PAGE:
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 Tackling a Tall Problem (Posted on 2005-03-11)
I wanted to find out how tall the rugby posts at my local stadium were. Taking a handy rod as my standard unit of length, I went out to the field with the rod and a gadget for measuring angles from ground level.

I walked out 10 rods from one of the goal posts and measured the angle from the ground to the top of the post. Then, just to be certain my calculations would be as accurate as possible, I walked another 10 rods in the same direction, and measured the angle again. To be absolutely precise (as I'm a bit of a perfectionist), I walked a final 10 rods in the same direction and measured the angle a third time.

When I went home to calculate the height of the goal post, I was surprised to discover that the sum of my three angles was precisely a right angle.

How tall were the goal posts in rods?

 No Solution Yet Submitted by Sam Rating: 3.6000 (5 votes)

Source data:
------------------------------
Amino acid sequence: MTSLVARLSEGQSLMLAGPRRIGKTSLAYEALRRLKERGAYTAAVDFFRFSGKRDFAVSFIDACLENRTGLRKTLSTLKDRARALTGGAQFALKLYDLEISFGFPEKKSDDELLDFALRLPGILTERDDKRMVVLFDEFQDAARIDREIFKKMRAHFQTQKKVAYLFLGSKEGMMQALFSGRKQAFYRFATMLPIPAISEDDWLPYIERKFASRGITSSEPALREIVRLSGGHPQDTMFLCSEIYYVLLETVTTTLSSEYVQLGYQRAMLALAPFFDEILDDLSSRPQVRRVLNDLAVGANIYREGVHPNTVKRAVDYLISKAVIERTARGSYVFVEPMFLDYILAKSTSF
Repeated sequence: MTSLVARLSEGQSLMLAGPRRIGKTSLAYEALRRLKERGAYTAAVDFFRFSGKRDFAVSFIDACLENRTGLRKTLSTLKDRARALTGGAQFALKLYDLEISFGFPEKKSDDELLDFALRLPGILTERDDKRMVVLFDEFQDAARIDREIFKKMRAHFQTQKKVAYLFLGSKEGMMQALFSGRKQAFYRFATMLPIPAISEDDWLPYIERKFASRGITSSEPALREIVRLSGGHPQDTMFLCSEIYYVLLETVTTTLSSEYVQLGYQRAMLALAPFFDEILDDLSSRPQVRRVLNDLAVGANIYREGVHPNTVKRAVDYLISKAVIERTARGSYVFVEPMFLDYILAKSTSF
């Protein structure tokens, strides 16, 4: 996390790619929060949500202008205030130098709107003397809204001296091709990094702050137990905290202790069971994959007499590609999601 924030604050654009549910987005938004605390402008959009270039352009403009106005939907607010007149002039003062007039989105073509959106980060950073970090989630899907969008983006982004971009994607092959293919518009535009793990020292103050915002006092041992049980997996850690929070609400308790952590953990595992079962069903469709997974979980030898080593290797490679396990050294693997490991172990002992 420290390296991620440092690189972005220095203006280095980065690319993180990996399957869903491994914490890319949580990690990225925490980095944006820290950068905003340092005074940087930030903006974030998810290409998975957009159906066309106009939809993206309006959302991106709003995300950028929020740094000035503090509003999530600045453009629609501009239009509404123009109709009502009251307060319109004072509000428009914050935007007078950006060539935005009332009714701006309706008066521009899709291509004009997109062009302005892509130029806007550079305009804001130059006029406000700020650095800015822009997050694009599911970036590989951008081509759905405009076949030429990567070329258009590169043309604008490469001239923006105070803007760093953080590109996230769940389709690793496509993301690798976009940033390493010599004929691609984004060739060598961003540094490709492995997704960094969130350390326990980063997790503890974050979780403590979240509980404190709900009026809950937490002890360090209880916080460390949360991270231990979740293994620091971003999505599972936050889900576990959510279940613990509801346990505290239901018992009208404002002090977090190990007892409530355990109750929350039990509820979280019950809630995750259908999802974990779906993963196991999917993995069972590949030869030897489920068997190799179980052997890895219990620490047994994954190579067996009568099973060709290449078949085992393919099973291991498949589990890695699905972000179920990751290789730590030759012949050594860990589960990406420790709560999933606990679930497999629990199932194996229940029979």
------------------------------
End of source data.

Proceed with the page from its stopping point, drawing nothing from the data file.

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I'm brazilian, math and logic are my passion.

Twenty years ago, more or less, I read about this problem in a american scientific magazine. It was presented with no solution, but in its formulation, (I still have its formulation), it is tacitly said that this can be proved WITHOUT THE USE OF TRIGONOMETRY, using only a "geometrical approach".

I never succeeded in obtaining the proof.

Perhaps, although the answer is yet given (using trigonometry is too easy), my proposal to SAM is (if it is possible) to continue with the challenge, with this new observation.

Edited on March 11, 2005, 6:05 pm
 Posted by pcbouhid on 2005-03-11 14:46:46

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